In many cases, the role of daylighting is typically introduced by architect, but sounds like you as a lighting designer work with that in concert, too. Can you expand on that?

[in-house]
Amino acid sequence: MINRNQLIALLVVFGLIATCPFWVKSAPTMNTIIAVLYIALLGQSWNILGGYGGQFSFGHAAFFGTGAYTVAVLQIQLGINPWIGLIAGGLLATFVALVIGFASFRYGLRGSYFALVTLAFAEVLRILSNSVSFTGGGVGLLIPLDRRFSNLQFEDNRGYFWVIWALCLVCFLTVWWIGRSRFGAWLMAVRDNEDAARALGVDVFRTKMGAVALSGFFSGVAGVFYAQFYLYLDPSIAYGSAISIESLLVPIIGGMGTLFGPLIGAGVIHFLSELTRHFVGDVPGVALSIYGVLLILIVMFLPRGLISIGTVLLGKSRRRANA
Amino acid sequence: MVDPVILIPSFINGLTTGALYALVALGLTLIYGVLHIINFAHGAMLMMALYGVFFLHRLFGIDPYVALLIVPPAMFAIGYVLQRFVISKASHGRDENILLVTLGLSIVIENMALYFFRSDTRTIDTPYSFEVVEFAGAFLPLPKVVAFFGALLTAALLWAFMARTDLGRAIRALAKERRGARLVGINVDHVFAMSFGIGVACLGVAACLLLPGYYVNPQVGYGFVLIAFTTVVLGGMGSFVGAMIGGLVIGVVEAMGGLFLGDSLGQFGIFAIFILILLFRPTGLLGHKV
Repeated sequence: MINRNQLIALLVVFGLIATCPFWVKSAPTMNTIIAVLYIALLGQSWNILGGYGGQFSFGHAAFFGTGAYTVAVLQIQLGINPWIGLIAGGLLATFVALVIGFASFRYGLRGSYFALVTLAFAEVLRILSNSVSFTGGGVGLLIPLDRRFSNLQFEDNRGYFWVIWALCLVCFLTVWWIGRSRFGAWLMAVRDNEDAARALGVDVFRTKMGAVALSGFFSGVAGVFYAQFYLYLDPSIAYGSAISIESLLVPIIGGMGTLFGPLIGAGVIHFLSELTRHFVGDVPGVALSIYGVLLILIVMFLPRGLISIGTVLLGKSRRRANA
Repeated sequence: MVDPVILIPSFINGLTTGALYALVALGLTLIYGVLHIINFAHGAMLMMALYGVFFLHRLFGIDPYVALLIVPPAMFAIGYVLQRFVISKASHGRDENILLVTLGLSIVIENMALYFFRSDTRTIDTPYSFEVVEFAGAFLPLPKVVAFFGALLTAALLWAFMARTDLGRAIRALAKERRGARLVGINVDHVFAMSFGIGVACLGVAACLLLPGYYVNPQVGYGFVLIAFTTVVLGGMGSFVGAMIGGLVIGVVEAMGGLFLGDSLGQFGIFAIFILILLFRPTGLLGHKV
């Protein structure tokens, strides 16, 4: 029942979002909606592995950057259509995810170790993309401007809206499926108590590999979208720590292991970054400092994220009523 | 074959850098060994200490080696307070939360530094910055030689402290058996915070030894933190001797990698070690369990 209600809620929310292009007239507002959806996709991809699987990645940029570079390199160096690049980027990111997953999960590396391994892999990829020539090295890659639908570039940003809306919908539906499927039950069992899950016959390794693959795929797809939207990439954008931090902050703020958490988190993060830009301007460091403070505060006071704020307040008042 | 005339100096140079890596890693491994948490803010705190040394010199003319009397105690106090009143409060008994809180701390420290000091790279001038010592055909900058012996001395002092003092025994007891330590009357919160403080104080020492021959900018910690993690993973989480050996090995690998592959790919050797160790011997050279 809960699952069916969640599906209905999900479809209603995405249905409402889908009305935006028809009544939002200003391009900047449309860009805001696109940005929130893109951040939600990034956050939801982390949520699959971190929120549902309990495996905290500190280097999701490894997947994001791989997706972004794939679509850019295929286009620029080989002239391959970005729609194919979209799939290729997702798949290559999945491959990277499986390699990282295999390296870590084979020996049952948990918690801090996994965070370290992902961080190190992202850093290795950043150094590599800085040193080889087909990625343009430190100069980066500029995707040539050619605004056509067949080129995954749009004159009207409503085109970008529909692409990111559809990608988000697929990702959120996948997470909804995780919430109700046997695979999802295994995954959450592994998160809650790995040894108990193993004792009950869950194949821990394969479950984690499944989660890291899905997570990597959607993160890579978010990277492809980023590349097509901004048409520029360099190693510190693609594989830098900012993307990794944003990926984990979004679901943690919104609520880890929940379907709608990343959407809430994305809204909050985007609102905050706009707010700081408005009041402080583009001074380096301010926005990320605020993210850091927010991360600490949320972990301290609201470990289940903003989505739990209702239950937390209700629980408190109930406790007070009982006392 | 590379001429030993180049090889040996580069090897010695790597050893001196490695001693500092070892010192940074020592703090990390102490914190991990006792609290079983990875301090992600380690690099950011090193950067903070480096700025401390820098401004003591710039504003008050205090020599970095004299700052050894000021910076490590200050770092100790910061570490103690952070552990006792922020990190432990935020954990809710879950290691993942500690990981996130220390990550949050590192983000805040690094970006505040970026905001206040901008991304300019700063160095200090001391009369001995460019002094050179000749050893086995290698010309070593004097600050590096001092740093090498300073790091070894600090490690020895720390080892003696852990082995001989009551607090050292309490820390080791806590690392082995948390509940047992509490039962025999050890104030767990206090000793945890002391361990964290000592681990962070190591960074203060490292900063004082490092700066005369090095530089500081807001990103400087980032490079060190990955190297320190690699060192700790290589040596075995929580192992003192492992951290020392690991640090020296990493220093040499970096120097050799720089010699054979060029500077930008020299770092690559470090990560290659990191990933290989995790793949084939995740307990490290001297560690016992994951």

Lighting designers are the lighting support for the architect and the whole team. On top of that, we enjoy educating people, and doing things that no one else had done before, or exploring and researching a topic where we think we can make improvements. Designing is an art, and yet, some patterns don’t change. The sun will rise in the East and set in the West; it’s a predictive, wonderful thing. So, it’s a matter of seeing of how our architecture can influence the quality of the daylighting coming in 365 days a year. It’s a balance. I ask people, “What kind of luminances from the outside world make you want to close your blinds? How bright is bright?” Nature is not bright at all. Trees are not bright, they’re about 200 candela/m2. A deep blue, clear sky won’t even get to 1000 candela/m2. And yet, light reflecting off a concrete building could be 50,000 candela/m2, and it could be hundreds of thousands if direct light’s hitting a window, reflecting back into your building. I call it the sunglass effect, at what point is it so bright that you want to put your sunglasses on? And once we get these values, let’s do predictive models, and balance natural and electric lighting.